Moreover, for a protective film, the polymer film described in JP 2001-343529 A (WO 01/37007) also can be used. The polymer material used can be a resin composition containing a thermoplastic resin whose side chain has a substituted or unsubtituted imido group and a thermoplastic resin whose side chain has a substituted or unsubtituted phenyl group and nitrile group, for example, a resin composition containing an alternating copolymer of isobutene and N-methyl maleimide and an acrylonitrile-styrene copolymer. Alternatively, the polymer film may be formed by extruding the resin composition.

It is preferable that the protective layer is colorless. More specifically, a retardation value (Rz) of the film in its thickness direction as represented by the equation below preferably ranges from −90 nm to +75 nm, more preferably ranges from −80 nm to +60 nm, and particularly preferably ranges from −70 nm to +45 nm. When the retardation value is within the range of −90 nm to +75 nm, coloration (optical coloration) of the polarizing plate, which is caused by the protective layer, can be solved sufficiently. In the equation below, nx, ny, and nz respectively denote refractive indices of X-axis, Y-axis, and Z-axis. The X-axis direction is an axial direction exhibiting a maximum refractive index within a plane of the protective layer, the Y-axis direction is an axial direction perpendicular to the X-axis within the plane, the Z-axis direction is a thickness direction perpendicular to the X-axis and the Y-axis, and d represents a thickness of the protective layer.
Rz={[(nx+ny)/2]−nz}d

The transparent protective layer further may have an optically compensating function. As such a transparent protective layer having the optically compensating function, it is possible to use, for example, a known layer used for preventing coloration caused by changes in a visible angle based on retardation in a liquid crystal cell or for widening a preferable viewing angle. Specific examples include various stretched films obtained by stretching the above-described transparent resins uniaxially or biaxially, an alignment film of a liquid crystal polymer or the like, and a laminate obtained by providing an alignment layer of a liquid crystal polymer on a transparent base. Among the above, the alignment film of a liquid crystal polymer is preferable because a wide viewing angle with excellent visibility can be achieved. Particularly preferable is an optically compensating retardation plate obtained by supporting an optically compensating layer with the above-mentioned triacetylcellulose film or the like, where the optically compensating layer is made of an incline-alignment layer of a discotic or nematic liquid crystal polymer. This optically compensating retardation plate can be a commercially available product, for example, WV film manufactured by Fuji Photo Film Co., Ltd. Alternatively, the optically compensating retardation plate can be prepared by laminating two or more layers of the retardation film and the film support of triacetylcellulose film or the like so as to control the optical characteristics such as retardation.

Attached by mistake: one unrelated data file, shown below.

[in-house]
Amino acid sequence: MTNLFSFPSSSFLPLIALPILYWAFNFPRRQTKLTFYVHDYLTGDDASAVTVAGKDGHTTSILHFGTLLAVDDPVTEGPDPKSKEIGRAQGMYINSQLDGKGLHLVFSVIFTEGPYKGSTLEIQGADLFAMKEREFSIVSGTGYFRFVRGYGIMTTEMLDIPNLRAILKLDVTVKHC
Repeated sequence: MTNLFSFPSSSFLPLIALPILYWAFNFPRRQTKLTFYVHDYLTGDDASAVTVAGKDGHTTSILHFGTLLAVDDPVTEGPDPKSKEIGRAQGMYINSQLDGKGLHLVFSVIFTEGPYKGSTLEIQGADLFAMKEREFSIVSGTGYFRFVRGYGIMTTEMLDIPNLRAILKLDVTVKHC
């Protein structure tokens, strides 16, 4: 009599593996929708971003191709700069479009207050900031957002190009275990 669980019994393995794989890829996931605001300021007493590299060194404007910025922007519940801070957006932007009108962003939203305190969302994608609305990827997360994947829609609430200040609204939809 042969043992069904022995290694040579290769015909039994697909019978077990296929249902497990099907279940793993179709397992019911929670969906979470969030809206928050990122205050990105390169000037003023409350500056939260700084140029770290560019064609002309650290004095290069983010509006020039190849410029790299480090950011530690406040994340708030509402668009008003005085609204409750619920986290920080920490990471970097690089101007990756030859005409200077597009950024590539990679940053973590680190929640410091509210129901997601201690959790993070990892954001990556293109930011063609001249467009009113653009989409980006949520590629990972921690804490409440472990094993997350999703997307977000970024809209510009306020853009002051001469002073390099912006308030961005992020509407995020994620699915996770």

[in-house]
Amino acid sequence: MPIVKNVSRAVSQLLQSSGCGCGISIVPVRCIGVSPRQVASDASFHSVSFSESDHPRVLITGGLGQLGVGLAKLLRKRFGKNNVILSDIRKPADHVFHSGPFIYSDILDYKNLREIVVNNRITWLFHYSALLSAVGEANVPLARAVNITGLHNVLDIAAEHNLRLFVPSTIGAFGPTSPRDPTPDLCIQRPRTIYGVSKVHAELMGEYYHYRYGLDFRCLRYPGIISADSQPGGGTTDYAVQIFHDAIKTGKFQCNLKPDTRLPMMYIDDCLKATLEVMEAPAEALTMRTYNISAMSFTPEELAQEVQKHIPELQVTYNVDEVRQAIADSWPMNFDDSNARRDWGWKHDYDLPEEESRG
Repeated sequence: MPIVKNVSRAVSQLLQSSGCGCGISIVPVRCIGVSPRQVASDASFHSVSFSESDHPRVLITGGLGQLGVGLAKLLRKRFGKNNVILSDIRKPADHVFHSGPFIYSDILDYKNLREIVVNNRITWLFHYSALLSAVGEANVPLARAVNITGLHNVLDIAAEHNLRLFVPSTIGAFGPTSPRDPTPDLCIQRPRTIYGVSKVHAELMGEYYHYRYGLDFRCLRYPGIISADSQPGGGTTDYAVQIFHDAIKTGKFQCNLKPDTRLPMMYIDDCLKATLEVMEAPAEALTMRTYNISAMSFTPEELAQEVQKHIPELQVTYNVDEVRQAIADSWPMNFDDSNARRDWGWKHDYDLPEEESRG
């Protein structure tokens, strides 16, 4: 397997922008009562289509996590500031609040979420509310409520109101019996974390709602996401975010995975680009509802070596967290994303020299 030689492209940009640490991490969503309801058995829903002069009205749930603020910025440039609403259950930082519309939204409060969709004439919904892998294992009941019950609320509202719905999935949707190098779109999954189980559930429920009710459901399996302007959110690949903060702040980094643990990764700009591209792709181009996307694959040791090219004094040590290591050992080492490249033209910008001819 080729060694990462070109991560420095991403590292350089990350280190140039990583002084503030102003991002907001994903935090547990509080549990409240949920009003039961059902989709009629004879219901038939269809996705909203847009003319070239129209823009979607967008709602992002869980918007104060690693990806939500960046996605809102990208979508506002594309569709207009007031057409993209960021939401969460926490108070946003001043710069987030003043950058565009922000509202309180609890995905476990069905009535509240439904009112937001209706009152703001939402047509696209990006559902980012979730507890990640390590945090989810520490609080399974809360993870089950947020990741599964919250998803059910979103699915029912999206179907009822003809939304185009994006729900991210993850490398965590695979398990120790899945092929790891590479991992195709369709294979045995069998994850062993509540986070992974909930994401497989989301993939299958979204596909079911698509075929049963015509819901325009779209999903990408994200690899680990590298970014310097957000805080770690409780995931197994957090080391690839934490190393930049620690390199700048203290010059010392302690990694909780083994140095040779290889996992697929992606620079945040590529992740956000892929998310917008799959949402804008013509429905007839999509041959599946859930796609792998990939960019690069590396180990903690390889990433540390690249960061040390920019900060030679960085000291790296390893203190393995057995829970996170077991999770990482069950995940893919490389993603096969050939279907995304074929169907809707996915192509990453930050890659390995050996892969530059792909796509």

The thickness of the transparent protective layer is not particularly limited but can be determined suitably according to retardation or a protective strength, for example. In general, the thickness of the transparent protective layer is not more than 200 μm, preferably in the range from 5 μm to 150 μm, and more preferably in the range from 10 μm to 100 μm.

The transparent protective layer can be formed suitably by a conventionally known method such as a method of coating a polarizing film with the above-mentioned various transparent resins or a method of laminating the transparent resin film, the optically compensating retardation plate or the like on the polarizing film, or can be a commercially available product.